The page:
Have you noticed that you feel better when you keep your body moving? Physical activity improves blood flow, strengthens your heart, and can help clear your mind. Another incredible benefit of exercise is reduced anxiety. Unlike many other treatments for anxiety, exercise has little to no negative side effects — it’s noninvasive and free.
Exercise is an incredible and fun way to help reduce anxiety naturally in all children, including those with autism. Physical activity also improves other skills like coordination and social confidence — and it can even improve sleep. Learn more about the benefits of physical activity for children with autism.
Builds Healthy Motor Skills
Autism and physical activity have an interesting relationship. Many kids with autism struggle with coordination and body awareness. They often reach physical milestones much later than other children and may have less muscle tone. Although researchers aren’t sure why this happens, delays in motor skills impact most children who are on the spectrum in some way.
The good news is that regular physical activity can help kids with autism improve their motor skills. According to a 2023 study, children on the spectrum who completed structured exercise for an hour three times a week showed significant improvement in motor skills when compared to kids who didn’t exercise in the study’s control group.
Here’s a quick list of physical activities that can help children with autism improve their gross motor skills:
- Running games like tag
- An active round of Simon Says
- Jumping jacks
- Throwing and catching balls
- Playing on a trampoline
Young children create their own exercise through play. From the ages of six to 17, the CDC recommends that children can benefit from a minimum of 60 minutes a day of moderate to intense physical activity. The maximum amount of exercise children should pursue depends on their individual preferences and abilities. Some kids thrive on extra physical activity, so pay attention and adjust as necessary.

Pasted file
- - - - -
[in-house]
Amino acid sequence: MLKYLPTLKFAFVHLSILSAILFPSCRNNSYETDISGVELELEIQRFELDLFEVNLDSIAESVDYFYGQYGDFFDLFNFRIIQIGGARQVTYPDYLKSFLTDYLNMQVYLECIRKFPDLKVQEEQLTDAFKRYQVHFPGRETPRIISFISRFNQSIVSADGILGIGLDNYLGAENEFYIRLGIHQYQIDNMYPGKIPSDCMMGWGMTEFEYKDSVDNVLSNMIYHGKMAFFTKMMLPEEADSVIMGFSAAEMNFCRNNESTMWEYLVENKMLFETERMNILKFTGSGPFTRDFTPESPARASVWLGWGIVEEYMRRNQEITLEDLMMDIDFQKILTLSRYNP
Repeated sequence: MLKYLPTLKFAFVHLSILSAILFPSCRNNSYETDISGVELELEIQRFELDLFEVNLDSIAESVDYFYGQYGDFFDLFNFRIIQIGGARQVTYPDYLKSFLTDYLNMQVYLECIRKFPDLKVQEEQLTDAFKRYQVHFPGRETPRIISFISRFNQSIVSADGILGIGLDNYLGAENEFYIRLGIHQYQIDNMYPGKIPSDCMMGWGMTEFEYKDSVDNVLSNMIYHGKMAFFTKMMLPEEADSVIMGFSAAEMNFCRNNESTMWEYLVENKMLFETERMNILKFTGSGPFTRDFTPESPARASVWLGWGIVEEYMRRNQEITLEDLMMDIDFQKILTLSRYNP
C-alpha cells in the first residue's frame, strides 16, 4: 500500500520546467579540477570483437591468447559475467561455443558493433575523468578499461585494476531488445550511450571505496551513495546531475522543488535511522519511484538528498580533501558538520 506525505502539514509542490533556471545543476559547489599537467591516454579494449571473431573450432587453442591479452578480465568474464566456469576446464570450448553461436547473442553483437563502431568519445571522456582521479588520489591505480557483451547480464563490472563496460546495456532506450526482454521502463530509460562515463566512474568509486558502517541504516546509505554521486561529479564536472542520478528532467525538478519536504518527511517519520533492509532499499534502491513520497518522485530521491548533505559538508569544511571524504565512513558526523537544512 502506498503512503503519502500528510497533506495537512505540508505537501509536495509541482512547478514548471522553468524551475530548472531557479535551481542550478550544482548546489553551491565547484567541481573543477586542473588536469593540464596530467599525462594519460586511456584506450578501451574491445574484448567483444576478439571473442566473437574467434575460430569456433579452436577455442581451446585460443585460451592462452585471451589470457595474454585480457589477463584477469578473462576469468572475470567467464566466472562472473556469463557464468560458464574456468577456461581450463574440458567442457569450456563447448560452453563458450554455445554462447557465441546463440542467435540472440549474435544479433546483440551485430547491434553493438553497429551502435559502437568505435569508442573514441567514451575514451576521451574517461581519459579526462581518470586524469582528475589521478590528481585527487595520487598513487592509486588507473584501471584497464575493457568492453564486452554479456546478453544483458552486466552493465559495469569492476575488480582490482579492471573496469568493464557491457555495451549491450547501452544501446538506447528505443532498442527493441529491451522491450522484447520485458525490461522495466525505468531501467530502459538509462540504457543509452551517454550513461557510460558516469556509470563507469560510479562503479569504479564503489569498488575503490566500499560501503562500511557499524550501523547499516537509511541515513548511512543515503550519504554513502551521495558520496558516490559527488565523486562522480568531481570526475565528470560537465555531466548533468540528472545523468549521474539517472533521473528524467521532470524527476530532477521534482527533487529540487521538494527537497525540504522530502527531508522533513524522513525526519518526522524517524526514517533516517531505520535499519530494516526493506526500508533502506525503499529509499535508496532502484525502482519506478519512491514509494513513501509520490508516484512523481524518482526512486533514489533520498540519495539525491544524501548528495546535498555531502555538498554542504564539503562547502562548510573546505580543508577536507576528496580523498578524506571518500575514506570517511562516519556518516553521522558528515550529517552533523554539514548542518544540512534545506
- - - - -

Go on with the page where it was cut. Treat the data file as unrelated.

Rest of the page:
Improves Social Relationships
Autism and exercise can also impact social relationships. Often, children with autism feel they don’t fit in with those around them. This can lead to withdrawal from social situations, including physical activities like group sports. Withdrawal and separation only make these feelings and behaviors worse. Joining a sports team is one way for kids with autism to reduce their social anxiety progressively.
Playing a sport gives children something to focus on outside of how they feel. It creates a sense of camaraderie within the group that can be very affirming for children who have typically felt like an outsider. Every teammate in the group will be in a vulnerable position — learning something new, making new connections and finding their place in the team.
Combining physical activity with social connection is special because it can help children with autism relax in what would usually be a stressful situation for them. During exercise, their brains will produce endorphins, or feel-good chemicals. This can help kids with autism connect social time with feeling happy, energized and confident. Over time, exercising with a group of friends can help change their perspective so they have more confidence going into other social situations as well.